Where the Qashqai excels in inside the cabin, where the materials and build quality is a big improvement over the Skoda and Kia models.
While not in the same league as the likes of the Audi Q3 - although Nissan has been making noises about the next generation stepping up in luxury - the Qashqai is well-built, durable and comes with some nice soft-touch plastics and premium-feel upholstery.
It is also one of the most well-equipped cars in its class.
Nissan Qashqai equipment
At the bottom of the range at little over £16,500, the Nissan Qashqai Visia is the basic model. It comes with air conditioning, electric, heated mirrors, electric windows, a CD player, Bluetooth and MP3 connectivity.
All Qashqai models also get alloy wheels while metallic paint can be specified as an option for an extra £500.
Buyers are much more likely to be tempted by the mid-range Acenta trim, which adds climate control, front fog lights and an optional, £700 satellite navigation system to the Qashqai range.
We drove the high-tech N-Tec specification and, while prices now creep above £20,000, you get eye-catching new alloy wheel designs, sat-nav, a panoramic roof and clever reversing camera system that makes parking a doddle - just check out the video above to see how easy we found it.
The car even comes with a speed camera warning system, although we found this to be a bit glitch after it identified speed cameras on the opposite side of the road.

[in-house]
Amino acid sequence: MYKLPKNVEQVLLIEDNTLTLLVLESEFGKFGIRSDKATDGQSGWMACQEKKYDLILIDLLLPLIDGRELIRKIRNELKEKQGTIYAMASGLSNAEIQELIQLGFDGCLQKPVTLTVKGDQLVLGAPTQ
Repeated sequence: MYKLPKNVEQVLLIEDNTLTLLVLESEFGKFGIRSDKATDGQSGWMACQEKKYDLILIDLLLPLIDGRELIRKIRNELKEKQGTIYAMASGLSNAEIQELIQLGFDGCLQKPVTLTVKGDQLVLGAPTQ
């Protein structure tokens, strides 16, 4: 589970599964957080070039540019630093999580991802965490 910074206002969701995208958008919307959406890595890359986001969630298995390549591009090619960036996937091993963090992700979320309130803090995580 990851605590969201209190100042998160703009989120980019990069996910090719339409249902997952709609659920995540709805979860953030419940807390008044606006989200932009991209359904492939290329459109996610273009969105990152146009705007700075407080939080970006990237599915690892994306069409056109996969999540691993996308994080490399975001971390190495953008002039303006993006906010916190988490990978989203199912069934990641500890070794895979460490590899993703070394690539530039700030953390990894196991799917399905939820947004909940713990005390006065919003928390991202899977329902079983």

Nissan Qashqai first drive
Driving the Nissan Qashqai is not going to provide many thrills but the car is surprisingly supple and responsive, which falls in well with the family car targeted audience.
The larger alloy wheels meant the ride on the N-Tec model was a little rougher than lower-specification models but the SUV styling ensures it is comfortable and smooth over potholed roads.
The Qashqai does not handle as well as a Focus or Golf but the steering is well-weighted and there is very little body roll around corners.
Nissan's engine choices are flexible and versatile. At the bottom of the range a 1.5-litre diesel is the most efficient and returns an impressive 119g/km of CO2 emissions - enough to qualify for road tax Band C, which has payments of nothing in the first year and £30 each year after.
The engine is not underpowered, as with the entry-level 1.6-litre 115bhp petrol, but the 128bhp 1.6-litre diesel is probably the best mixture of power and efficiency in the range.
There's a 2.0-litre 138bhp petrol delivering relatively high running costs - CO2 emissions are towards 190g/km - but the 2.0-litre 148bhp diesel we tested was punchy and powerful, enough to add an extra thrill for those who like extra power even in their family wagon.
In conclusion, the Nissan Qashqai is a very good family car, ticking the boxes of practicality, running costs, interior and ride comfort.
While it may seem to awkwardly fit between market segments the Qashqai is actually a very astute move by Nissan and, despite being five years old (with a mid-way refresh in 2010), remains the best of its kind when a balance must be struck between cost and practicality.
The choice in the compact crossover market is growing, but the British-built Qashqai continues to sit at the forefront. It's out recommendation for an SUV-family car and for those who are bored by the standard family hatchback.
Written by Stephen Hurrell